“Only a fool would mess with such a beautiful piece of beef.”
“Pepper it, salt it, fry it.”
“Are you sure you want to experiment with that? It must have cost more than the national debt!”
My expected guests were all of similar minds “Don’t mess with the beef.” seemed to be the unanimous theme. Like the late Margaret Thatcher, I was not for turning. Unlike the late MT, I was not wearing a blue dress. I was cogitating a new recipe for beef fillet.
This is probably the simplest of the easy oriental series so far. While I was doing my online research (seeing how others have photographed the dish) I came across the phrase “takeout standard” on a couple of blogs. I won’t provide links here as it probably is not fair to diss the efforts of fellow food bloggers. But, let’s get real. If the height of culinary ambition is to match the dross sold in most Chinese take-out, we are wasting each other’s time. So, either read on my friends, or reach for the phone and that menu you found in the letterbox.
“Three days seems like a lot of trouble for a few cubes.” said the Wife. I was finding it difficult to disagree with her. Enthusiasm had once again got the better of me and I set about preparing some seriously reduced beef stock to use as a base for stews, sauces and gravies. My butcher friend, Long John, (not to be confused with his colleague Big John) had very generously dropped off some beef bones. “This shouldn’t take too long.” I mused to myself as I took out my new stock pot. How wrong could I be?
THIRD PLACE! I don’t do third place when it comes to my cooking. When the weekend comes around in our house, I am master of the kitchen. I rule. What I say goes and everybody likes what I produce. Possibly because there is no competition but that is another story. But there was little I could do in this instance. Shockingly, the Wife and Stefan both conspired against me….
For a while now, I have been planning to cook the simple French classic of Steak Frites (steak and chips to you and me). As chance would have it, I was out and about and called to see the new James Whelan Butcher shop in the Avoca store just off the Naas Road outside Dublin. I was lucky enough to bump into Pat Whelan, son of James and the driving force behind the growth of the business. We had a good chat and Pat’s passion for Irish beef and all Irish farmed food really drove the conversation.
“I see. So you focus only on meat dishes. Is that right?”
“No. I do a range of stuff. I do a fair bit of fish and some desserts and so on and meat, of course.”
“Why’d you call it One Man’s Meat then?”
So wandered a recent conversation. I stoutly defended my right to call it what I like and I went on (at some length, no doubt) to labour the point of the “One man’s meat is another man’s poison.” analogue. Meaning the blog was not for everyone and perhaps it was not for him. I reckoned I put the guy in his place. He was being pretty pedantic and, I suspect, winding me up a little.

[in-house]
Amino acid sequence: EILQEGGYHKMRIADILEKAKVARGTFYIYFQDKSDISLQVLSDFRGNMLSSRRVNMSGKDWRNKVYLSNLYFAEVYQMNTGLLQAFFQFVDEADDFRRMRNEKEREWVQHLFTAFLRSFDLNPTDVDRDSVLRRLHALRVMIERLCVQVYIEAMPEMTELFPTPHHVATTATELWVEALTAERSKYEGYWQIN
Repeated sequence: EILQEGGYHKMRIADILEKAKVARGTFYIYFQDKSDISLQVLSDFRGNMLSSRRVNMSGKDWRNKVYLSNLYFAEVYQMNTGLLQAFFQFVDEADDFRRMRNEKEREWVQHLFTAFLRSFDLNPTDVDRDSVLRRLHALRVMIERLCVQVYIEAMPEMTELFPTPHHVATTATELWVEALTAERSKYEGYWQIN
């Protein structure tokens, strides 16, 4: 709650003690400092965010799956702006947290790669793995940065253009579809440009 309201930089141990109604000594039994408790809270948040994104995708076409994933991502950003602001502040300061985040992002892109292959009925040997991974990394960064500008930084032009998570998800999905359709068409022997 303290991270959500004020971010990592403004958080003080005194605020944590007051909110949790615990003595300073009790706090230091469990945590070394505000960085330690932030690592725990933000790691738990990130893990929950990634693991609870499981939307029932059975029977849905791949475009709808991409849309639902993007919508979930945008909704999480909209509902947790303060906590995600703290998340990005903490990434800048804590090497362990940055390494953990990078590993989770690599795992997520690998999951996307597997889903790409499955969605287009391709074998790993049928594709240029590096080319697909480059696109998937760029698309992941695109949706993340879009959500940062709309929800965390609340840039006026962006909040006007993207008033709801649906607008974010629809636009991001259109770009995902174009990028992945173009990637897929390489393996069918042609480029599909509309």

Nothing is likely to upset a Texan more than telling him you can cook a better chili than he can. No doubt, his recipe will have been passed down through generations of trail hardened cow-pokes. The exact mix of chili, the cuts of meat to use and the number of cans of beer are all closely guarded family secrets. They demonstrate their culinary prowess by boiling up great pots of the stuff on the back of pick-up trucks while downing slabs of beer, tipping back their ten gallon hats and belching to each other. Or so I hear…
For those of you that don’t know the story of Richard McGary’s combination of extreme fun and generosity, you need to read about the McGary Chili Challenge. For those of you who do know the story, you will appreciate that there was plenty in that food parcel. Given the continuing downbeat economy in Europe, I need to let you all know that we are very happy to receive such gifts in Ireland. Particularly, if they are as well thought out as Richard’s.
Pretty aggressive headline, don’t you think? There are a couple of reasons for this. Reason number one is because that’s what the people around the table told me. Reason number two is that I want some reaction. I am fed up reading recipes for meatballs (and all sorts of other stuff) that just can’t be any good. In my research for this post, I came across one recipe that recommended boiling the meatballs in the sauce for three hours. Fine if you want to fire them out of a canon to sink a ship but not much use if you want to eat them. Get real.
Over a year ago, I posted about my home-made burger. On reflection, I have to admit that there was little to make it stand out from the crowd. Time for a big rethink. Time for a reheat and while I’m at it, time for a challenge. There are over 300 million of you out there who believe that you make the best burgers in the world. Yes, Americans, I’m talking about you. You certainly make and eat the most burgers, consuming over 40,000,000,000 of them each year. Yes, forty billion burgers. But the best? I doubt it. Not withstanding the growing horse meat scandal across Europe, that will run for donkey’s years, we have the better ingredients here in Ireland.